By Leonard Fong Roka
With social, economic and political changes ever blustering across the region, the Autonomous Bougainville Government (ABG) strives to keep pace with the rhythm of society and its citizens.
In post-crisis Bougainville the ABG must to maintain and nurture a cordial relationship with its people in an effort to affect peace building, unity and development.
The government must also attain a pacified political conversation on the troubled island through information provision and dredging.
There are people who dedicate their lives to play the part of wheels driving the government’s strategies and policies of change through the various ABG mechanisms like the ABG Bureau of Media & Communications.
One such ABG officer is the Panguna man, Tommy Alasia, Communication Officer of ABG print media paper the Bougainville Bulletin.
Mr Alasia oversees the collection of news, the publication and distribution of the paper that is freely disseminated across the island.
Born in March of 1988, with the sparks of the Bougainville Crisis sprouting high, Tommy Alasia grew up in his single mother’s care and love around the many places of the Kieta District and the Solomon Islands, where his mother travelled in response to the decade long civil conflict and PNG blockade of the island through the 1990s.
In 1992 Tommy Alasia was swept across the PNG-Solomon border for medication in Honiara and then, his health restored from paralysis, he began his primary schooling in Honiara.
With the peace process gaining momentum in Bougainville his mother brought him home in 1998 and in 1999 he began Grade 4 at school in Arawa.
He made his way through the education system until he entered the University of Papua New Guinea in 2009 and graduated in 2012 with a Bachelor Degree in Arts & Communications.
Soon after, seeing all the riches the PNG LNG project could offer, the young Bougainvillean was swept into the highlands of PNG in 2013 where he served the LNG project’s Community Affairs Department overseeing the stakeholder engagement office.
But home-sweet-home, Bougainville, was at the heart of this crisis child.
“For me there was no satisfaction of serving in these strange places, Bougainville was always calling somewhere in my heart for me to come home,” Mr Alasia said.
“This is something about most of us Bougainvilleans who had grown up during the 10-year civil conflict; we turn to think more about our beloved trouble torn island; there is satisfaction serving here.”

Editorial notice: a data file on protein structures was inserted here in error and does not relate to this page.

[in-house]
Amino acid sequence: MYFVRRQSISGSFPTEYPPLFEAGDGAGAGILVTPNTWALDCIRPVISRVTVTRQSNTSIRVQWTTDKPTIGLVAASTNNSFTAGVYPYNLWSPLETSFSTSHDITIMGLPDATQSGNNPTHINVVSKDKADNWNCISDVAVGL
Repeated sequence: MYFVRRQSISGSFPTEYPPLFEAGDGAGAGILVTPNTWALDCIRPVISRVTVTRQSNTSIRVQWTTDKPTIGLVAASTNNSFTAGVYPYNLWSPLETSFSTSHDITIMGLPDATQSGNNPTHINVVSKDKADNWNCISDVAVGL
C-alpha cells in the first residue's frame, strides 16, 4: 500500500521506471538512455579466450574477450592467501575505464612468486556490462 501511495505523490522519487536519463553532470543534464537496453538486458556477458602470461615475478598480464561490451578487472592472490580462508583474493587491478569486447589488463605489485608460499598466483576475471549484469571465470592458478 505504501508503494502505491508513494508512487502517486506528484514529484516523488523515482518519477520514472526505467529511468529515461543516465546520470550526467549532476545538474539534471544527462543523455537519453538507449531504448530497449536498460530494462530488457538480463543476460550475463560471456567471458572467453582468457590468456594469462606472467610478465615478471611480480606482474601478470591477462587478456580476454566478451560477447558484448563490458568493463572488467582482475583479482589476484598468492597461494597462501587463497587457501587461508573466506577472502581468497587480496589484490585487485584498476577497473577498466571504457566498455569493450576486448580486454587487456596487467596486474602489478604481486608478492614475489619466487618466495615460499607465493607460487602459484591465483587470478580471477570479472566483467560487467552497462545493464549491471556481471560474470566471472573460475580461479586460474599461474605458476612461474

With that desire burning inside, he resigned in March 2014 from the PNG LNG Project and left for Bougainville and by August he entered his current ABG position running the Bougainville Bulletin news project.
“The Bougainville Bulletin was older than me,” he revealed, “it was in existence before, but under other names.”
“Such a medium was present as ABG was eager to bridge the information gap within Bougainville, where we see that our entire population seemed uninformed or unaware of what the government does and vice versa.
“I feel that such an issue of information gap is being filled in by Bougainville Bulletin.”
According to Alasia, the ABG made all attempts to promote the paper and it was not until third edition that his team spotted public acceptance.
“All editions had 20 thousand copies each,” he said, “so my team—including myself as the leader—toured Bougainville distributing the newspaper in about 12 days.”
“The west coast of Bougainville was missed in the early editions, but the third edition was the icebreaker into the area.
“I toured with about 800 copies of this ABG newspaper for Kunua, Kereaka, Torokina and Koiare and all the hinterland areas of those places.”
The people of Torokina were delighted when they received copies of the Bougainville Bulletin.
To Mr Alasia his distribution tours are actually bringing the ABG to the people who have long been neglected; with this free ABG newspaper, the government is visiting the people and creating its licence to operate in their midst.
“People we meet and hand them the newspaper are too proud to see one such newspaper,” Alasia said.
“Most of our people along the west coast had hardly seen a newspaper.
“They get so excited and had told us that they would be reading them all round till we bring them the next edition.”
But the ABG is not only paving its way into the hearts and minds of Bougainvilleans n the 43 Council of Elders (CoE)and the over 300 Village Assemblies (VA) they are touring, for the Bougainville Bulletin leader, Mr. Tommy Alasia, is crossing the Bougainville-Solomon border also with his papers.
Tommy Alasia is focused and determined that the ABG’s Bougainville Bulletin that features Bougainville general news, ABG updates, even major issues like the 2015 Bougainville General Election, issues on community and culture, various ABG departmental updates, various Bougainvillean districts updates and Bougainville sports be brought right throughout Bougainville and the areas that the issues affect.
Thus the fourth edition of the ABG newspaper, besides being made available online as a PDF edition, has reached out into the Bougainville’s sister islands of Shortland in the Solomon Islands.